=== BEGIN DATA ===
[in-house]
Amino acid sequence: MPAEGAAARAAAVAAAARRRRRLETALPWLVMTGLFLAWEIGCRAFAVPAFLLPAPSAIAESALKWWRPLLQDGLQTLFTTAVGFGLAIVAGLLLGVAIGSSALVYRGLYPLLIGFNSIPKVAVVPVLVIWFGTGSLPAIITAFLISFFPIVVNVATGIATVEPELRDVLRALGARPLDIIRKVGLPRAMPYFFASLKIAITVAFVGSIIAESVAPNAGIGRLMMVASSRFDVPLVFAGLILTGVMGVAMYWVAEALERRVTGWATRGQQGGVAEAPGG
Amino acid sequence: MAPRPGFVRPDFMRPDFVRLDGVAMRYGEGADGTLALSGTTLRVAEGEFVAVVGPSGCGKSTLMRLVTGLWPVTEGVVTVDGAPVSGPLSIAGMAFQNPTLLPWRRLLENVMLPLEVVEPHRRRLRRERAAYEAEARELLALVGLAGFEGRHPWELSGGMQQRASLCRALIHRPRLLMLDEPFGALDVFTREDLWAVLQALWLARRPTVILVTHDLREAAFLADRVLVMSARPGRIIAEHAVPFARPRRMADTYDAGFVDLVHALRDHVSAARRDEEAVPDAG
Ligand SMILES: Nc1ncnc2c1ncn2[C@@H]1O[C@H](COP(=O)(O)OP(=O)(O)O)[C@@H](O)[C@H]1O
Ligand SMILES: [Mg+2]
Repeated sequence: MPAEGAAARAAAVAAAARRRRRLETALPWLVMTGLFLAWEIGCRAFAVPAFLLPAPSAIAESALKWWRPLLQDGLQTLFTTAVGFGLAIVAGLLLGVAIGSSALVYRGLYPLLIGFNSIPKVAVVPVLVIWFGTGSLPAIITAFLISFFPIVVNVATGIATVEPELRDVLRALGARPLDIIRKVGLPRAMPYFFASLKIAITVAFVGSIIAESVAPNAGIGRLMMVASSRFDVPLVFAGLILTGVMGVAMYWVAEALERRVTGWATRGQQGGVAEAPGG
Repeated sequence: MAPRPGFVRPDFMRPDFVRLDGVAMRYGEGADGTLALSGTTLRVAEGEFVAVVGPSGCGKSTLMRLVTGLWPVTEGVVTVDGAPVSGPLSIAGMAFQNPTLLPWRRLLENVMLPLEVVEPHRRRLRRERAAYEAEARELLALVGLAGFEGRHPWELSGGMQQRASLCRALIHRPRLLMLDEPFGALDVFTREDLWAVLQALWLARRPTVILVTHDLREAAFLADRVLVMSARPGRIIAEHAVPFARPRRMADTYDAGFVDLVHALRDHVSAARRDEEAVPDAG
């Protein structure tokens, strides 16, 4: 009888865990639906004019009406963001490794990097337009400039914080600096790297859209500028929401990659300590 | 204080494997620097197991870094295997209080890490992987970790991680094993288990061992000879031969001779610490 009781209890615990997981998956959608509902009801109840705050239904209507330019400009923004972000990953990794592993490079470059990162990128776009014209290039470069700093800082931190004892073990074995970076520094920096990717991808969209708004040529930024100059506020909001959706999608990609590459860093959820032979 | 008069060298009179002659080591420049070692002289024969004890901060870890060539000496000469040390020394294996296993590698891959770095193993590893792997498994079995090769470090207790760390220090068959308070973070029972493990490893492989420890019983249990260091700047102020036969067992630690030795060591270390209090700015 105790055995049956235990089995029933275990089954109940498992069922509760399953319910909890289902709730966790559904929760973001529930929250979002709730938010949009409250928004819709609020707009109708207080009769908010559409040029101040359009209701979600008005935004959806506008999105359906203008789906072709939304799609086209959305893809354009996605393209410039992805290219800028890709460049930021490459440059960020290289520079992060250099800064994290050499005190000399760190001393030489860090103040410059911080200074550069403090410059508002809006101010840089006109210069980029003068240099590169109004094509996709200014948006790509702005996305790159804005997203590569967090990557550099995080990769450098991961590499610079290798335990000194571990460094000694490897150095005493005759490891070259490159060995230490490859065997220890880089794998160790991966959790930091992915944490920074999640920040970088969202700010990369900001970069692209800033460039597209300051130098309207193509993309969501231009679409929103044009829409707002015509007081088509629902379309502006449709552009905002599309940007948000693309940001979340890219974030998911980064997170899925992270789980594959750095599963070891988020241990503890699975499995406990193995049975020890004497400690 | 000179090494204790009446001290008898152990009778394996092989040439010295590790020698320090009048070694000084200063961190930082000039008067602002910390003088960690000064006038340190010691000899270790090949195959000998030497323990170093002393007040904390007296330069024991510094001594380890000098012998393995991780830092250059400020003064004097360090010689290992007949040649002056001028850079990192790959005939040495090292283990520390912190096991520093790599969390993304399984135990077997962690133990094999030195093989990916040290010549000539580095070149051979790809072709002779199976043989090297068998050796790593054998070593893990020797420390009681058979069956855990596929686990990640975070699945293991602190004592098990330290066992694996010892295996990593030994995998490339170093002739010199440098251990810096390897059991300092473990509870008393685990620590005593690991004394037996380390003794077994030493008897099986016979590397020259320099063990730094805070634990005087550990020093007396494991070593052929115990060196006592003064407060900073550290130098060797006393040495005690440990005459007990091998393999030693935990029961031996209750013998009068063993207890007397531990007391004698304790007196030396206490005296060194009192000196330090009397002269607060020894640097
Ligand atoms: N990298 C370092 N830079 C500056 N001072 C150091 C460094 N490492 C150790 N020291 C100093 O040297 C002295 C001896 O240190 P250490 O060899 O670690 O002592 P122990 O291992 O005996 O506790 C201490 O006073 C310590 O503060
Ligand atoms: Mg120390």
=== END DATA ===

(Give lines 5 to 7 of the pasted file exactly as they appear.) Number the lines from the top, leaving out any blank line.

Ligand SMILES: [Mg+2]
Repeated sequence: MPAEGAAARAAAVAAAARRRRRLETALPWLVMTGLFLAWEIGCRAFAVPAFLLPAPSAIAESALKWWRPLLQDGLQTLFTTAVGFGLAIVAGLLLGVAIGSSALVYRGLYPLLIGFNSIPKVAVVPVLVIWFGTGSLPAIITAFLISFFPIVVNVATGIATVEPELRDVLRALGARPLDIIRKVGLPRAMPYFFASLKIAITVAFVGSIIAESVAPNAGIGRLMMVASSRFDVPLVFAGLILTGVMGVAMYWVAEALERRVTGWATRGQQGGVAEAPGG
Repeated sequence: MAPRPGFVRPDFMRPDFVRLDGVAMRYGEGADGTLALSGTTLRVAEGEFVAVVGPSGCGKSTLMRLVTGLWPVTEGVVTVDGAPVSGPLSIAGMAFQNPTLLPWRRLLENVMLPLEVVEPHRRRLRRERAAYEAEARELLALVGLAGFEGRHPWELSGGMQQRASLCRALIHRPRLLMLDEPFGALDVFTREDLWAVLQALWLARRPTVILVTHDLREAAFLADRVLVMSARPGRIIAEHAVPFARPRRMADTYDAGFVDLVHALRDHVSAARRDEEAVPDAG